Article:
PHUKET: A new Phuket Facebook group was born on Thursday night with the goal of protecting the lives of resident expats during visa runs.
The group “Phuket Visa Run Ride Share Network” (click here
) was started by long-term expat Joe Blazy to unite residents who travel to the popular visa destinations of Ranong and Penang, Malyasia.
“Some friends and I had been discussing creating some kind of space on the net where resident expats could network in order to carpool during visa runs,’ Mr Blazy told the Phuket Gazette
Members of the group, who are not allowed to charge fees, are encouraged to settle on a date of travel and then split the price of fuel and cost of renting a vehicle.
“For years we have been reading reports of visa run accidents resulting in injury or death. This is coupled with the unanimous reports from expats that drivers drive insanely fast and take huge risks on the roads, such as following too closely, overtaking on a blind curve and so on,” Mr Blazy said when explaining why such an online community was necessary.
The general reaction to the group has been positive so far, Mr Blazy said.
“Most people wonder why there hasn’t been something like this sooner. The legality of foreigners driving foreigners has been brought up, but I do not see that as a realistic concern. No one is making money on this,” he explained.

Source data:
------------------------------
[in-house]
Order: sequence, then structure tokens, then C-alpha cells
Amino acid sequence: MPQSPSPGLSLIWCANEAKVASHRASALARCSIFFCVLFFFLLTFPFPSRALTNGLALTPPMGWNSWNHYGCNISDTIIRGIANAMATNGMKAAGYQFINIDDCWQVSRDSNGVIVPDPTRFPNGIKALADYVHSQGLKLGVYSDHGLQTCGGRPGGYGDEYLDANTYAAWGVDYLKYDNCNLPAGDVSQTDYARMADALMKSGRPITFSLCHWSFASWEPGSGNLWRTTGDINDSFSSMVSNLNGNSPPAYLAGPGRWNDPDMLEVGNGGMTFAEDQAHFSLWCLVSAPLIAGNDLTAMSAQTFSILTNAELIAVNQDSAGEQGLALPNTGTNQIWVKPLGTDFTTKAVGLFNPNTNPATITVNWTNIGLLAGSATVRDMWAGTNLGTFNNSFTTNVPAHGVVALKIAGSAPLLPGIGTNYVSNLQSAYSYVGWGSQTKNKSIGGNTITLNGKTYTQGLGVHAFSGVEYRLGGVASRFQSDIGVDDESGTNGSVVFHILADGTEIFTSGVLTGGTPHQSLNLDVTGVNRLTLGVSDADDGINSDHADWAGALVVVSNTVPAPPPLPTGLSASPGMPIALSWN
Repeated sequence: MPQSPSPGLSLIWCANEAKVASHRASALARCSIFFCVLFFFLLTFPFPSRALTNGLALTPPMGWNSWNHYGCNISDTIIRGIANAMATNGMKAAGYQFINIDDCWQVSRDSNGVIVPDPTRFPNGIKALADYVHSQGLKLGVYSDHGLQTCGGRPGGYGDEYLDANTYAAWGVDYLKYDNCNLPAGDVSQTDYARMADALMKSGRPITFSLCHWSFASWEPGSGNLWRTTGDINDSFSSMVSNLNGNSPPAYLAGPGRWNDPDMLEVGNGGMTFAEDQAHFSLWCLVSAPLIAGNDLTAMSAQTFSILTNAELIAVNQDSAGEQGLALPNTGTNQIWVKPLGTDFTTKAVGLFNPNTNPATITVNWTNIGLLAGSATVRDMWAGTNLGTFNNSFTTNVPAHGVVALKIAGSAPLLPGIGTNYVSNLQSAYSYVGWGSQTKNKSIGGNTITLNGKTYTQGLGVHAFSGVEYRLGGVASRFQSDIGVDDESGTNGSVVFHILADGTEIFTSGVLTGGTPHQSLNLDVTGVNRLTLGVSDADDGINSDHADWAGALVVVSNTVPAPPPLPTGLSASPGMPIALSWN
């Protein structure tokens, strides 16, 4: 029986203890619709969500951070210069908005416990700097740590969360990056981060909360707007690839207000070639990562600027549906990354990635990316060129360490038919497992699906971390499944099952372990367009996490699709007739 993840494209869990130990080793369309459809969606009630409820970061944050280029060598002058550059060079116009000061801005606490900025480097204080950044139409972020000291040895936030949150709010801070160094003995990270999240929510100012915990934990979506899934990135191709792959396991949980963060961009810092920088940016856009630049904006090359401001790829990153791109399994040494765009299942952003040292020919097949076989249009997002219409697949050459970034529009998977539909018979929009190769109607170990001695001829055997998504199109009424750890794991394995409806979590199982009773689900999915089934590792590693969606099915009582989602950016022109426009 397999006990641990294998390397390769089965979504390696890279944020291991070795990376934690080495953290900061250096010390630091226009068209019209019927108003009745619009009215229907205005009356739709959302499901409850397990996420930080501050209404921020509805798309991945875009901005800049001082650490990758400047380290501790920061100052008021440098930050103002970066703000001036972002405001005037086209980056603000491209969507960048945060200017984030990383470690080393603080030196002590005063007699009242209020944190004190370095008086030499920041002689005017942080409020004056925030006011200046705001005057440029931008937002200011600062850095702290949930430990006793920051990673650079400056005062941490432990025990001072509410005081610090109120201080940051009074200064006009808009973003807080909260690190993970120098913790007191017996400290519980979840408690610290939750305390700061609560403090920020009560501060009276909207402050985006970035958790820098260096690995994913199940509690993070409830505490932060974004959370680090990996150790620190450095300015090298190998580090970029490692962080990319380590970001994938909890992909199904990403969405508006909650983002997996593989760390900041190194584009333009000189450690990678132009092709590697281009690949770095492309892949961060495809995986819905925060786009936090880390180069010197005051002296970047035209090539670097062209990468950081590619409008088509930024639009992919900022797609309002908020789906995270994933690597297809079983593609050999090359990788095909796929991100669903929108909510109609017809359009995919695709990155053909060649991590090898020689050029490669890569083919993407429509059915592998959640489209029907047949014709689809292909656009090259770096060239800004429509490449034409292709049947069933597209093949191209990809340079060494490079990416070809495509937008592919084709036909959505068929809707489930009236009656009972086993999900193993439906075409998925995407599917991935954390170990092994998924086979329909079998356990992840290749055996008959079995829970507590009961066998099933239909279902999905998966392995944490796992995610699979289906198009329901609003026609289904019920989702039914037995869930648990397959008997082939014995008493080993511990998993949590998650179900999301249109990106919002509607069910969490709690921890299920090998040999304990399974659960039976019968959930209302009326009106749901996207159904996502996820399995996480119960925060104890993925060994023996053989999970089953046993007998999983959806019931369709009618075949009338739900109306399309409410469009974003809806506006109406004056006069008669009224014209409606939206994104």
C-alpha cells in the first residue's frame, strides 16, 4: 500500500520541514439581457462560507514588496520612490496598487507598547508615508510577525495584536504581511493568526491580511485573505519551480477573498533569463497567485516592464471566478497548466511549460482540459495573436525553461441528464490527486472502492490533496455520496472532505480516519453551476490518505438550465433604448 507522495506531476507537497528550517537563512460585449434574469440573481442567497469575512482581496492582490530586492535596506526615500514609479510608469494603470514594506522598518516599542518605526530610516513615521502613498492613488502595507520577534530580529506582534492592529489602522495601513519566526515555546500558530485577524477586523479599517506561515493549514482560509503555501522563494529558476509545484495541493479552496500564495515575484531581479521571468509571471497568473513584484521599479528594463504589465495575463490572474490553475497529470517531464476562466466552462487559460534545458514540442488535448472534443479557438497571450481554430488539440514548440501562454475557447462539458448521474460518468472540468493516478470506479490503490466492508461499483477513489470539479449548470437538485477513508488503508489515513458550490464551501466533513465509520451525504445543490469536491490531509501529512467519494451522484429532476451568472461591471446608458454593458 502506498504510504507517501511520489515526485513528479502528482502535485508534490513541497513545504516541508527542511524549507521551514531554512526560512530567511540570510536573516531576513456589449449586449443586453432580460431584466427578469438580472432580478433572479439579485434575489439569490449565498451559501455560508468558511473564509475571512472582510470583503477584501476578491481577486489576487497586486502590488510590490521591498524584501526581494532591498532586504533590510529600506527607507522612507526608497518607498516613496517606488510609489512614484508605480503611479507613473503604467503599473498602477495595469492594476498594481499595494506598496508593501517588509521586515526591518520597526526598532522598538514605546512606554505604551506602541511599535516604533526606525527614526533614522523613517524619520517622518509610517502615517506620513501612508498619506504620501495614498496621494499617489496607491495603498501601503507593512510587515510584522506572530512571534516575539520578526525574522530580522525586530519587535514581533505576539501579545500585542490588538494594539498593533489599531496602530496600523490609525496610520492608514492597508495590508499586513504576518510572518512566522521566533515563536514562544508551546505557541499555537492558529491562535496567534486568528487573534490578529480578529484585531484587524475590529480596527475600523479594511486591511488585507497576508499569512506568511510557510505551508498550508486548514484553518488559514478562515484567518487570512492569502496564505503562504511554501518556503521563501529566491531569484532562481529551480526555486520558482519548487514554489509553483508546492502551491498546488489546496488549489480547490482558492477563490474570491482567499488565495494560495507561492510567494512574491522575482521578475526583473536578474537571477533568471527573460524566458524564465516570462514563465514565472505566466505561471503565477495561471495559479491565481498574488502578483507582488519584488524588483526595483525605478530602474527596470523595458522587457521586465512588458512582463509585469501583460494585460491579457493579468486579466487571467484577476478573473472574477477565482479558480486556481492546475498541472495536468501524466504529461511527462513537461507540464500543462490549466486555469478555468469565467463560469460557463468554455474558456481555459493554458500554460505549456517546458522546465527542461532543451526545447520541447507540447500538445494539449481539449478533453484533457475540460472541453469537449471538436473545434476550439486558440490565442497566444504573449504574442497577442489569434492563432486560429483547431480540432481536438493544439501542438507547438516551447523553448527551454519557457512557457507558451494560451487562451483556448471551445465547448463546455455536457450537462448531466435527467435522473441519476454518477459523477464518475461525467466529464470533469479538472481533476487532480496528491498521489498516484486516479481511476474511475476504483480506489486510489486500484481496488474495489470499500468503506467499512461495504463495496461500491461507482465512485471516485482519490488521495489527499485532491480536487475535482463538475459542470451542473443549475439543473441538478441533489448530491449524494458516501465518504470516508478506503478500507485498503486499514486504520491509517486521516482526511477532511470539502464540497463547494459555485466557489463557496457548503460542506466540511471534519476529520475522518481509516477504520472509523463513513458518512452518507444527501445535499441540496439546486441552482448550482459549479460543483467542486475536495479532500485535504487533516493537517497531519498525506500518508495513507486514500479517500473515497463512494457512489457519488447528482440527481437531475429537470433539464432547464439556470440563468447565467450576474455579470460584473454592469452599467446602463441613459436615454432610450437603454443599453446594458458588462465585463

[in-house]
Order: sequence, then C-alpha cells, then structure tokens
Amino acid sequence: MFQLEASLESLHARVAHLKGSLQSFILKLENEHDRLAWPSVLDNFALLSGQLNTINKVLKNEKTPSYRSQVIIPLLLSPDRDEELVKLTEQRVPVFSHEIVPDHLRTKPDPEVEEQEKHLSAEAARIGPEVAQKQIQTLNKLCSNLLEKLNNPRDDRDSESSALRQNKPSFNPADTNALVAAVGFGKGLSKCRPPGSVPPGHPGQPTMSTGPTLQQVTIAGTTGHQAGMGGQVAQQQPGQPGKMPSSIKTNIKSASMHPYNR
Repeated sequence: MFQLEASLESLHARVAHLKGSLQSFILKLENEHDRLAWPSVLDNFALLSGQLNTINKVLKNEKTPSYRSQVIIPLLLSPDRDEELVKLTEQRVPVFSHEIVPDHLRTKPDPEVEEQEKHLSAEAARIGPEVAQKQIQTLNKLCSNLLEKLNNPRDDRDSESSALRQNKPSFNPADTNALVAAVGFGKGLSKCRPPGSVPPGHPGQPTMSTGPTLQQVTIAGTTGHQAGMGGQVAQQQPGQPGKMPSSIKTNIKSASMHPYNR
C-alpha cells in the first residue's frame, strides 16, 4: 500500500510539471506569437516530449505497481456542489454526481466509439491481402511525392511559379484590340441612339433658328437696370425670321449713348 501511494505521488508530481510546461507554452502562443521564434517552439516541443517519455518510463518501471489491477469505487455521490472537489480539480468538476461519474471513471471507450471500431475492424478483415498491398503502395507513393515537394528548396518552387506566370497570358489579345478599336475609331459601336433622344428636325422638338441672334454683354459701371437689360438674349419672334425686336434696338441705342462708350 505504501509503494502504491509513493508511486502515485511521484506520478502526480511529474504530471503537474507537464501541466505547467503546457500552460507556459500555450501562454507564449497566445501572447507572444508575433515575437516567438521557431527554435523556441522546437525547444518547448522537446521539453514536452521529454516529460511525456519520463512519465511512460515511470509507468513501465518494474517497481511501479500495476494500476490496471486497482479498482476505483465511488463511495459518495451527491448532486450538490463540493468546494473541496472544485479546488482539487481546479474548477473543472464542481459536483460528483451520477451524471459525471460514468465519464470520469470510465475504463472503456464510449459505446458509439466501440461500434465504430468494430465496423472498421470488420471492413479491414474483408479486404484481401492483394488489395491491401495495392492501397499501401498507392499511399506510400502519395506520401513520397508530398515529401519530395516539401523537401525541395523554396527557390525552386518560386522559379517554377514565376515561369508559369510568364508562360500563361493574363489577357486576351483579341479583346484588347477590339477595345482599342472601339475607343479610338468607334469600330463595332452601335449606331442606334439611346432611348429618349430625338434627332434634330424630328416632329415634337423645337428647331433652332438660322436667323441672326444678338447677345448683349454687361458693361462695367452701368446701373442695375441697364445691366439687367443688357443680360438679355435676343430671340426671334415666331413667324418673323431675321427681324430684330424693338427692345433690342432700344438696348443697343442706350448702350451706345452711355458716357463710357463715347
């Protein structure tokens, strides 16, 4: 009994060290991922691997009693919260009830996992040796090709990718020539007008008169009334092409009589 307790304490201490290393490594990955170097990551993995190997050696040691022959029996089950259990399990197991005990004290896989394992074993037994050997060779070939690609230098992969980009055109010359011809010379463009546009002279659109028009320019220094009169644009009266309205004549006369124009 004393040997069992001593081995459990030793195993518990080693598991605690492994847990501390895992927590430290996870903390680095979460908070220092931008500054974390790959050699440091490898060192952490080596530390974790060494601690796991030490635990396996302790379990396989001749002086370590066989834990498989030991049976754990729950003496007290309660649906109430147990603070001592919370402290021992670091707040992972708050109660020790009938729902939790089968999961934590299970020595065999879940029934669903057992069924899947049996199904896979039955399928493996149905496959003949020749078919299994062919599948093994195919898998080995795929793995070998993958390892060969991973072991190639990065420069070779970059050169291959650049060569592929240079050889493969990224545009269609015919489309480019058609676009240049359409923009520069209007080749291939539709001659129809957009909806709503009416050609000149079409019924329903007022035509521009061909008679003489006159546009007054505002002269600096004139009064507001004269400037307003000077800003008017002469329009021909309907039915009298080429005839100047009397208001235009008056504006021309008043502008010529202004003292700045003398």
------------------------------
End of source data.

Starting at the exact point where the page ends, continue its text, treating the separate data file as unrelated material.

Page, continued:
The creation of the group came 10 days after a visa van from Phuket crashed in Malaysia (story here
However, it was the death of Filipina singer Renita Dequina Polido on October 21 that sent the biggest shock waves through the Phuket visa-running community (story here
The Facebook group will exist only as long as necessary, Mr Blazy said.
“If I hear that visa run companies have all taken measures to improve safety and people stop complaining about dangerous drivers, I will take down the group,” Mr Blazy said.
“At the moment it appears there is no concern for safety, a problem not limited to visa run buses. Personally I think the drivers compete with each other to see who can do the route the quickest.”
Some visa-run companies have expressed a concern for safety. One explained to the Gazette
earlier this year that it had several safety precautions in place to ensure the well-being of customers.
The owner escorts drivers on their first visa runs to make sure their driving practices meet company standards, two drivers are provided for the long drive to Penang, and GPS is used to track how fast vans are going. If a driver is going too fast, he receives a call telling him to slow down.
“GPS systems to monitor speed is a great start, but GPS doesn't tell the whole story. It doesn’t account for rain or any other dangerous driving habits other than speed,” Mr Blazy said.